Photo Credit: The Mission to Seafarers
[The Mission to Seafarers] The epic maritime endurance challenge ‘Mission RASI’ [Row Around Singapore Island], which took place 22 and 23 April as part of Singapore’s 50th Anniversary [of independence] celebrations, was successfully completed in 23 hours and 15 minutes – within the tough target time of 24 hours.
The rowers survived a violent storm at sea overnight, and half way through the daring challenge, which threatened to halt the race altogether.
The RASI team rowing boats Singapore Spirit 1 & 2 were followed during the challenge by a large flotilla of support vessels with crew and volunteers including the spectacular Royal Albatross Tall Ship which carried families of the rowers, supporters and the press and media.
The event that started and finished at Resorts World Sentosa has raised over S$750,000 for global charity The Mission to Seafarers who provide help and support to the 1.5 million men and women who crew the world’s merchant fleet. Over S$550,000 was raised in cash donations with a further S$200,000 being given as gifts and services in kind. Fundraising continued at several post-RASI celebration events until 9 May so the final figure is expected to be higher.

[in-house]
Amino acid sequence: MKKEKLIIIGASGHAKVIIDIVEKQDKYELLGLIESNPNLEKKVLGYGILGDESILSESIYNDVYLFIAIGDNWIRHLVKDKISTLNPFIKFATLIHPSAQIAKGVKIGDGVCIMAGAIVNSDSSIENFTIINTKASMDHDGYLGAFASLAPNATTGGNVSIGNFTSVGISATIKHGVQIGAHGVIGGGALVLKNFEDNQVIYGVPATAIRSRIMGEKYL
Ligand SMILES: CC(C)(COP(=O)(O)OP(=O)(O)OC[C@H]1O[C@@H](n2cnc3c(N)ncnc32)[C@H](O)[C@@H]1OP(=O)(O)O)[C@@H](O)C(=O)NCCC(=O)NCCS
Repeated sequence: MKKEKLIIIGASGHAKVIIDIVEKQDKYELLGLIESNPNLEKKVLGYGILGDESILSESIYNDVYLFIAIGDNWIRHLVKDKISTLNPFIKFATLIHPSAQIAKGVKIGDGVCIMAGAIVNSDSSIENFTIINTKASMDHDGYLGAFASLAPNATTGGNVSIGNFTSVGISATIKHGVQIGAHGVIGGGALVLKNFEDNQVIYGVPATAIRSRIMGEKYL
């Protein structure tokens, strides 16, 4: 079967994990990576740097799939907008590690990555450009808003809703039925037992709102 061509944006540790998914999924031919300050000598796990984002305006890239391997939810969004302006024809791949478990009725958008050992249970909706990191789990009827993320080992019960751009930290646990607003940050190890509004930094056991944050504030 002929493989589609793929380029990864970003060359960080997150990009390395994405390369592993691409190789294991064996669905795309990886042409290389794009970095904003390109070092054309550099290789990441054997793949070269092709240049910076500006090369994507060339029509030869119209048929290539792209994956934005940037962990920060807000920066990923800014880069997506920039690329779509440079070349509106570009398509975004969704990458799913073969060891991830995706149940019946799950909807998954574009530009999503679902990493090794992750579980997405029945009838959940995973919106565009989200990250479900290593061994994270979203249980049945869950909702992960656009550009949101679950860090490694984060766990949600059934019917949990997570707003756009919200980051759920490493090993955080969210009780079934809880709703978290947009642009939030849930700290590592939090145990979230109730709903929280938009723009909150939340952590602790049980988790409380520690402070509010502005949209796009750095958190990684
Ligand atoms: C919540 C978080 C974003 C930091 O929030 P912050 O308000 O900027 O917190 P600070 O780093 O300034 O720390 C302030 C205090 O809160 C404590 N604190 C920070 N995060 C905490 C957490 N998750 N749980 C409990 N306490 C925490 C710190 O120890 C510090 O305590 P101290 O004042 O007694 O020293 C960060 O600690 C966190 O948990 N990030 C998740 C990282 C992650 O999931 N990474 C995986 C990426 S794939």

Speaking at the finish line, Iain Anderson, lead rower from the RASI Organising Committee, said: “My most immediate thought post-event was – can someone please find me a new pair of hands because these ones are shot to pieces! I feel pretty shattered but immensely proud of how the team has performed and what we have accomplished. It just goes to show what you can do when you bring good people together and unite behind a worthy cause.”
At about half way through the challenge, in the middle of the night, the rowers faced a furious electrical storm with rain and gales that made the going incredibly tough. The Maritime and Port Authority of Singapore at one stage had to halt the challenge due to the dangerous conditions caused by lightning and poor visibility in driving rain. Despite all this the rowers surged on through the night and finally reached the finish line within time - a truly stunning achievement.
Alison Carpenter, one of only three women picked for the final squad, said: “I feel totally ecstatic that we have all achieved what we set out to complete. It was very emotional at the finish... All the cheers from the Royal Albatross from friends and family... I had to hold back the tears. We did it, we rowed around Singapore Island!”